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Diabetes and fracture risk in older U.S. adults1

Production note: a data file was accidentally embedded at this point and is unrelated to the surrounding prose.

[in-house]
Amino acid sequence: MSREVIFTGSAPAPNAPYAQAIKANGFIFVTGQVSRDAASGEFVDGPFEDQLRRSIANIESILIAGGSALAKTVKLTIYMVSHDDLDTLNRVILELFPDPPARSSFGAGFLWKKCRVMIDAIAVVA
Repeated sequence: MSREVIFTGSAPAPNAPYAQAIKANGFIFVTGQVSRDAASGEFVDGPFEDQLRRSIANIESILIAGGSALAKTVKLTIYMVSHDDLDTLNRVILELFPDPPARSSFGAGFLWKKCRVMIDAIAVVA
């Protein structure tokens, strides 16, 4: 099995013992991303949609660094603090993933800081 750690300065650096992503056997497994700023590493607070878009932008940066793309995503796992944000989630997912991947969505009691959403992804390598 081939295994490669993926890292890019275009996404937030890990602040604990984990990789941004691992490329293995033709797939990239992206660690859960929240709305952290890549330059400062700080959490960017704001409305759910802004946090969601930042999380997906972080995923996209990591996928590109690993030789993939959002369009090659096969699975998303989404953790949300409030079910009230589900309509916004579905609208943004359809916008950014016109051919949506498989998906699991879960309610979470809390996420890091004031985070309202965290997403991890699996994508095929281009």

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    OBJECTIVE We examined the diabetes-fracture relationship by race/ethnicity, including the link between pre-diabetes and fracture. RESEARCH DESIGN AND METHODS We used Medicare- and mortality-linked data for respondents age 65 years and older from the third National Health and Nutrition Examination Survey (NHANES III) and NHANES 1999–2004 for three race/ethnic groups: non-Hispanic whites (NHW), non-Hispanic blacks (NHB), and Mexican Americans (MA). Diabetes was defined as diagnosed diabetes (self-reported) and diabetes status: diagnosed and undiagnosed diabetes (positive diagnosis or hemoglobin A1c (A1C) ≥ 6.5%); pre-diabetes (no diagnosis and A1C between 5.7%–6.4%); and no diabetes (no diagnosis and A1C < 5.7%). Non-skull fractures (n=750) were defined using published algorithms. Hazards ratios (HRs) were calculated using Cox proportional hazards models. RESULTS The diabetes-fracture relationship differed significantly by race/ethnicity (pinteraction <0.05). Compared to those without diagnosed diabetes, the HRs for those with diagnosed diabetes were 2.37 (95% CI 1.49–3.75), 1.87 (95% CI 1.02–3.40), and 1.22 (95% CI 0.93–1.61) for MA, NHB, and NHW, respectively, after adjusting for significant confounders. HRs for diagnosed and undiagnosed diabetes were similar to those for diagnosed diabetes alone. Pre-diabetes was not significantly related to fracture risk, however. Compared to those without diabetes, adjusted HRs for those with pre-diabetes were 1.42 (95% CI 0.72–2.81), and 1.20 (95% CI 0.96–1.51) for MA and NHW, respectively. There were insufficient fracture cases to examine detailed diabetes status in NHB. CONCLUSIONS The diabetes-fracture relationship was stronger in MA and NHB. Pre-diabetes was not significantly associated with higher fracture risk, however.
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